His name is Maxwell Zotz and he grew up in Scituate Massachusetts. Heading into high school and then college, where he attended Bandeis University in Waltham, Massachusetts. He thought he was going to be either a lawyer or politician. When he realized he had an entrepreneurial mindset, and wanted to support that through his education, he graduated with a double major in International & Global Studies Communications and Business. Leading up to where Maxwell is now, it had all started during his freshman year. During freshman year, he started interning for rapper Lil Jon, which was an opportunity overseeing his Crunk Juice energy drink. That had sparked his interests in the business side of music, and from there he met people who have inspired him to where he is now. Mentor Wale, and artist Mike Posner’s manager Dan Weisman, have pushed him into the Artist Management field.

Over the past 8 years, Maxwell has managed musicians in different capacities, founded a tech start-up and a media company, tour produced a few arena tours, and consulted for a major label, television network VR company and e-commerce website. In those 8 years Maxwell has worked with a lot of different musicians for example, he’s produced tours for Kendrick Lamar, Logic, Steve Aoki, Krewella, Chance The Rapper, Rae Sremmurd. Managed the career of my favorite artist Sammy Adams, tour managed and management consulted for Jazz Cartier and Mike Stud. As well as done brand partnerships with Brantley Gilbert, Matt Kearny, Gavin Degraw, Granger Smith, High Valley and many more. On top of currently developing the music acts Farrow, Aziz The Shake and Checo.

Getting to where Maxwell is now in his career, he is the Director of Artist Relations at Music Audience Exchange. Maxwell works with brands that want to align with emerging and break-through artist who have a brand affinity for their respective product or company. He explains “we at Music Audience Exchange (MAX) are not only delivering hundreds of brand partnership campaigns to emerging and break-through artists, but also educating the market on the opportunities and benefits of aligning with a brand, while streamlining the overall process.” Maxwell also states that with a MAX campaign, “we are often pairing an artist rate (for their time on camera and overall likeness), a licensing/publishing rate (for the use of a song-ideally their new single) and then a level of media engagement and impressions (i.e. 5 million impressions w/10% fan engagement) to create a well rounded, drastically more beneficial campaign, that attempts to form a true partnership between the brand and the musician.” Of course all jobs have a stressful side to them, and Maxwell briefly mentions a few he has encountered, but there’s also a rewarding side to the job. He speaks on educating emerging and break-through artists on the power and value of brand partnerships, and how they are satisfying to him. As well as it slowly sets the landscape for the brand partnership space in music they’re looking to create.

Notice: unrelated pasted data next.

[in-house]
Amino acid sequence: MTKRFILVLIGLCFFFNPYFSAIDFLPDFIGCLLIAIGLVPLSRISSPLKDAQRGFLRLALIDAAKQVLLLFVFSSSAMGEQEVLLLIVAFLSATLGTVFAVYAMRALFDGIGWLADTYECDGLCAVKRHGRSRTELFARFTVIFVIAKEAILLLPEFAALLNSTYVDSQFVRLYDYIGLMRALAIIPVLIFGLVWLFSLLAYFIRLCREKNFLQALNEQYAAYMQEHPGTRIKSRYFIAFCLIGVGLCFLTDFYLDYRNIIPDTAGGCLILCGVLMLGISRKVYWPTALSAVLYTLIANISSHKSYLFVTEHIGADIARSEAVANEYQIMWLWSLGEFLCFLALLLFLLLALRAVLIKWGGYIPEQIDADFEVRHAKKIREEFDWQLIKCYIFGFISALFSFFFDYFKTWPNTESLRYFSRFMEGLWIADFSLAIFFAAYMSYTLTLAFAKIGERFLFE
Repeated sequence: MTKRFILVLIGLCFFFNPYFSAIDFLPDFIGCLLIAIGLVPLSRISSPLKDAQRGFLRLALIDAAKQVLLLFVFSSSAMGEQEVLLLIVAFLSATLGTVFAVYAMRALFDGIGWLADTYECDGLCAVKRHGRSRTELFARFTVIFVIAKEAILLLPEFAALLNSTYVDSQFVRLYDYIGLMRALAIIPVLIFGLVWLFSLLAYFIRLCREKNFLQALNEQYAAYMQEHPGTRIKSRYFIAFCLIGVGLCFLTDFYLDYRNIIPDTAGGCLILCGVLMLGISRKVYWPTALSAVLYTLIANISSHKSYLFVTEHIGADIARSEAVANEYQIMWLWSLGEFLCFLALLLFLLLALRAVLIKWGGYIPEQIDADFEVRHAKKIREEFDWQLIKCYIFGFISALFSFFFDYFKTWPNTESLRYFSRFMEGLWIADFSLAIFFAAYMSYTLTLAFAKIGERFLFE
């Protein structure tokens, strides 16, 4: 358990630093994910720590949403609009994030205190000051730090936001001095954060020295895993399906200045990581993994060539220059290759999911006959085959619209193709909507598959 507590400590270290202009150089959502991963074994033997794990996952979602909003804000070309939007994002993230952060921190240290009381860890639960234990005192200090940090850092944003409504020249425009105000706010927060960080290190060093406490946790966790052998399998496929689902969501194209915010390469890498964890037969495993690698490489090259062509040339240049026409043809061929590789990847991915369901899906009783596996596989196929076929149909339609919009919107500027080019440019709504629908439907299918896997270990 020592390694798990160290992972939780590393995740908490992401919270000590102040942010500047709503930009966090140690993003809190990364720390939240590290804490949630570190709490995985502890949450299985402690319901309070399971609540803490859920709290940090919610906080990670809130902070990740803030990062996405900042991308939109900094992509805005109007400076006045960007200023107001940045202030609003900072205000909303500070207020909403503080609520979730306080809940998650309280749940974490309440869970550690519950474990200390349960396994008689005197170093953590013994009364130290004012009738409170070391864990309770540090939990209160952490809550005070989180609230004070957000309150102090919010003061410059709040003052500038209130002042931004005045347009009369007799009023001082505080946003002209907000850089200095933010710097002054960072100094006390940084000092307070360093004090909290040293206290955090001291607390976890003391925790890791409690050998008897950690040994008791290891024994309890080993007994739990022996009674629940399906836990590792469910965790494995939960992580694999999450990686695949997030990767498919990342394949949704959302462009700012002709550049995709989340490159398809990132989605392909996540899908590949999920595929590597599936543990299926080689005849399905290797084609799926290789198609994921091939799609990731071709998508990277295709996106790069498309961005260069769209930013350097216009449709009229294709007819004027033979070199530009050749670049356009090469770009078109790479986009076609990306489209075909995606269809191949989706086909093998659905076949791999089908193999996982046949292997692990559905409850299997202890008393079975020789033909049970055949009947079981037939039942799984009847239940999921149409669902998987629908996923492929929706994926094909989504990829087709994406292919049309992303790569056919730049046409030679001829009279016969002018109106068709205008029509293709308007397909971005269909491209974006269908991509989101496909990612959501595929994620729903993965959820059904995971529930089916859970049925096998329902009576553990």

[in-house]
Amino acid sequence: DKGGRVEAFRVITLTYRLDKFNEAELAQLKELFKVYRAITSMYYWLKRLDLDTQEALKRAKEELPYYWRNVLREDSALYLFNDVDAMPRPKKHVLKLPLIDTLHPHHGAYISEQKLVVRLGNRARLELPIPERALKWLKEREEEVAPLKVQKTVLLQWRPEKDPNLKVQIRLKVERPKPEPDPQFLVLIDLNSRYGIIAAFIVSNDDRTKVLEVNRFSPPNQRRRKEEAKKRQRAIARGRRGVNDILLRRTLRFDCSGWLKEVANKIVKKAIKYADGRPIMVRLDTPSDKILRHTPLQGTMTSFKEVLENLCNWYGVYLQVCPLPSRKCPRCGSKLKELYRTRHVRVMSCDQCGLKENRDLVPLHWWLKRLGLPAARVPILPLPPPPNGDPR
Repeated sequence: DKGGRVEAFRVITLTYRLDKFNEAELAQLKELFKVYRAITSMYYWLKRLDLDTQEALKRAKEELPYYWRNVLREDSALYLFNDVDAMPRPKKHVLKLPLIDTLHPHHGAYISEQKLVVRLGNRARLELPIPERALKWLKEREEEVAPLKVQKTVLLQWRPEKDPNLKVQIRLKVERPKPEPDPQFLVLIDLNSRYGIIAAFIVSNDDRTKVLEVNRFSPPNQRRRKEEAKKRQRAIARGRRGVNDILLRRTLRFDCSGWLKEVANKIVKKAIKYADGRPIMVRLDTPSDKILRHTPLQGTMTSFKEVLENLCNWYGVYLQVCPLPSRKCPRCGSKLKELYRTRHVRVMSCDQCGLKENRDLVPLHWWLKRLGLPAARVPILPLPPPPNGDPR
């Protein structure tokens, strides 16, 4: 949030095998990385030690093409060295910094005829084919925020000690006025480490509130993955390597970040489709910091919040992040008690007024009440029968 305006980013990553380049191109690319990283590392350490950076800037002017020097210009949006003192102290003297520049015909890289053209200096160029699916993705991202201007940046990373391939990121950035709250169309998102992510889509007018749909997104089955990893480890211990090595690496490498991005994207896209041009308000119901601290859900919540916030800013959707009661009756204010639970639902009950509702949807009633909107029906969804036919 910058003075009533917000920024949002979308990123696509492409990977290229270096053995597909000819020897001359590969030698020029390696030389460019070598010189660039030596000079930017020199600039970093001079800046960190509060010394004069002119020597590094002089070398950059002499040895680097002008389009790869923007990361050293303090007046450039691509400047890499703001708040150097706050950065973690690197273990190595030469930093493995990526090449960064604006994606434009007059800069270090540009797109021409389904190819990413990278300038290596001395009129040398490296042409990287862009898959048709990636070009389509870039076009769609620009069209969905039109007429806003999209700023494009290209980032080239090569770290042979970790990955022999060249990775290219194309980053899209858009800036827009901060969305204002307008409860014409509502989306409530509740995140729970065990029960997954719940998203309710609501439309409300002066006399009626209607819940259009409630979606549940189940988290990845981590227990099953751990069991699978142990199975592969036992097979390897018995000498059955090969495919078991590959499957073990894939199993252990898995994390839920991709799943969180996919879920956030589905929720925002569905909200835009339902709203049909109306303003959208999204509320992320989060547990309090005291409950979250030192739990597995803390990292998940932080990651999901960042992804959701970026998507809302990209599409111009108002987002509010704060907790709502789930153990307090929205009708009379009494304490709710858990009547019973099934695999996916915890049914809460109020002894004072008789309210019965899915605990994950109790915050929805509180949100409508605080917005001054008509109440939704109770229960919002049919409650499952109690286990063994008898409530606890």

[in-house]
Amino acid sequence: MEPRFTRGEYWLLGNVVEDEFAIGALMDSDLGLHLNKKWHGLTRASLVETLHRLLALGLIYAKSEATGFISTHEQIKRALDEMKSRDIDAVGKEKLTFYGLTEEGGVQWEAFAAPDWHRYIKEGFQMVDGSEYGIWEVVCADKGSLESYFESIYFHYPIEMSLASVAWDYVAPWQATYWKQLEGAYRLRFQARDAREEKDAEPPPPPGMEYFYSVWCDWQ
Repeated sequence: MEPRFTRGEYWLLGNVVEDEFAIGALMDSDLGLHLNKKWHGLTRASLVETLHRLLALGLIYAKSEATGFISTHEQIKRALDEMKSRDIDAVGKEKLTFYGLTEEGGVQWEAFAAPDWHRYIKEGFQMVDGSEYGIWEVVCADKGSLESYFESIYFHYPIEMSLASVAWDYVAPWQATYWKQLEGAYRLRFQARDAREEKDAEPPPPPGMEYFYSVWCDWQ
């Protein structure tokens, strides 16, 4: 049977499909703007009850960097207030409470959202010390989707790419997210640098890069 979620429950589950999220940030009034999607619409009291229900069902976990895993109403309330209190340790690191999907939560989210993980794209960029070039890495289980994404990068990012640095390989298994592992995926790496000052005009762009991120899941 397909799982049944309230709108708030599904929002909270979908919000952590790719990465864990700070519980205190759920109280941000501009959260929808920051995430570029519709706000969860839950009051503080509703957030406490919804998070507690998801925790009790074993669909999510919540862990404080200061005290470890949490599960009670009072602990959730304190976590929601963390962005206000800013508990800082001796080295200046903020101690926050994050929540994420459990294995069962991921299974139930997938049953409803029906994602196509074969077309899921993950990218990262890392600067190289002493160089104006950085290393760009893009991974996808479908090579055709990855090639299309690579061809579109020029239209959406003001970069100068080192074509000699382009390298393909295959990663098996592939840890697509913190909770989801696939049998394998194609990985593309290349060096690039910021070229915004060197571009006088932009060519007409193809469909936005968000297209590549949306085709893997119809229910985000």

To wrap up the interview, I asked Maxwell the advice he would give to someone pursuing the same career as him, and how his job has impacted his life today. His advice was “make sure your passion is in line with what you are good at.” He then states, “I am creative and an extrovert, that is I am able to create ideas and network to turn them into reality.” How his career has impacted his life today, he answered by saying, “I like to believe I am as diverse as it gets in terms of my experience in the music space, which helped me land my current role in brand partnerships.”